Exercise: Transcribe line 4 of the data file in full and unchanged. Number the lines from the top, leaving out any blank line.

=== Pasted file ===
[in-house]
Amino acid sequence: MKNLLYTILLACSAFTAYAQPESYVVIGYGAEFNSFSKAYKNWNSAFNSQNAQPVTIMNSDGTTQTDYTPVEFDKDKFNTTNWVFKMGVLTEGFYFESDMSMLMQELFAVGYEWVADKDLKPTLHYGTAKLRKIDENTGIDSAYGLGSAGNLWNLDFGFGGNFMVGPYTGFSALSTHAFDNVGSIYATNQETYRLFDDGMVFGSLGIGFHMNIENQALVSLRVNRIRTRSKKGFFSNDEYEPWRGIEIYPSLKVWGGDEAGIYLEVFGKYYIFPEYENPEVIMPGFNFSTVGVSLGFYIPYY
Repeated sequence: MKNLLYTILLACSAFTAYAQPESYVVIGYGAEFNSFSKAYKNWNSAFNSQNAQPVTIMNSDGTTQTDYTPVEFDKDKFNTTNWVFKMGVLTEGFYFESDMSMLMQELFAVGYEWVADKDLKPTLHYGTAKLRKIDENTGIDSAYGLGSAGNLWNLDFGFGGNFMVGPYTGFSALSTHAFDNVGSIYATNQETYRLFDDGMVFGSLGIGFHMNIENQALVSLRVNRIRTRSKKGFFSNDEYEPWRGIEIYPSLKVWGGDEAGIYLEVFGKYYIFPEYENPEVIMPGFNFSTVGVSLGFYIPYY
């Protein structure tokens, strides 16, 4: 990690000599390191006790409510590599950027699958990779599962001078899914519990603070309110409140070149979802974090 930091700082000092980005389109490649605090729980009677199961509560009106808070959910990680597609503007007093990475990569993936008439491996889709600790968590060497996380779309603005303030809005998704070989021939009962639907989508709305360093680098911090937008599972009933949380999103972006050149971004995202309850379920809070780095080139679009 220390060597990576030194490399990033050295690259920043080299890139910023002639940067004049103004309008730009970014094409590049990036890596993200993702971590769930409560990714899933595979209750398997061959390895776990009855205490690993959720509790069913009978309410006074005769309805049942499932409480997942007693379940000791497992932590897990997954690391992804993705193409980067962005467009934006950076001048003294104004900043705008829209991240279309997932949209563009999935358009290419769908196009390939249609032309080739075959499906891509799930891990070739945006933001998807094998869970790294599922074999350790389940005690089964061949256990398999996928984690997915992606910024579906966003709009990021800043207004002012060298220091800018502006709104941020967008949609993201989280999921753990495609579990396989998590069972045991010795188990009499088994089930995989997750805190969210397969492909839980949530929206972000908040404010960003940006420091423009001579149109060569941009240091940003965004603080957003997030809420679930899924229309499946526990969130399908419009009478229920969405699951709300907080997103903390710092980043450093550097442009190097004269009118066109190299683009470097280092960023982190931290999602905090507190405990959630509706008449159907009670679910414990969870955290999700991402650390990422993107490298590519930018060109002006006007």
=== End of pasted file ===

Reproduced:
């Protein structure tokens, strides 16, 4: 990690000599390191006790409510590599950027699958990779599962001078899914519990603070309110409140070149979802974090 930091700082000092980005389109490649605090729980009677199961509560009106808070959910990680597609503007007093990475990569993936008439491996889709600790968590060497996380779309603005303030809005998704070989021939009962639907989508709305360093680098911090937008599972009933949380999103972006050149971004995202309850379920809070780095080139679009 220390060597990576030194490399990033050295690259920043080299890139910023002639940067004049103004309008730009970014094409590049990036890596993200993702971590769930409560990714899933595979209750398997061959390895776990009855205490690993959720509790069913009978309410006074005769309805049942499932409480997942007693379940000791497992932590897990997954690391992804993705193409980067962005467009934006950076001048003294104004900043705008829209991240279309997932949209563009999935358009290419769908196009390939249609032309080739075959499906891509799930891990070739945006933001998807094998869970790294599922074999350790389940005690089964061949256990398999996928984690997915992606910024579906966003709009990021800043207004002012060298220091800018502006709104941020967008949609993201989280999921753990495609579990396989998590069972045991010795188990009499088994089930995989997750805190969210397969492909839980949530929206972000908040404010960003940006420091423009001579149109060569941009240091940003965004603080957003997030809420679930899924229309499946526990969130399908419009009478229920969405699951709300907080997103903390710092980043450093550097442009190097004269009118066109190299683009470097280092960023982190931290999602905090507190405990959630509706008449159907009670679910414990969870955290999700991402650390990422993107490298590519930018060109002006006007």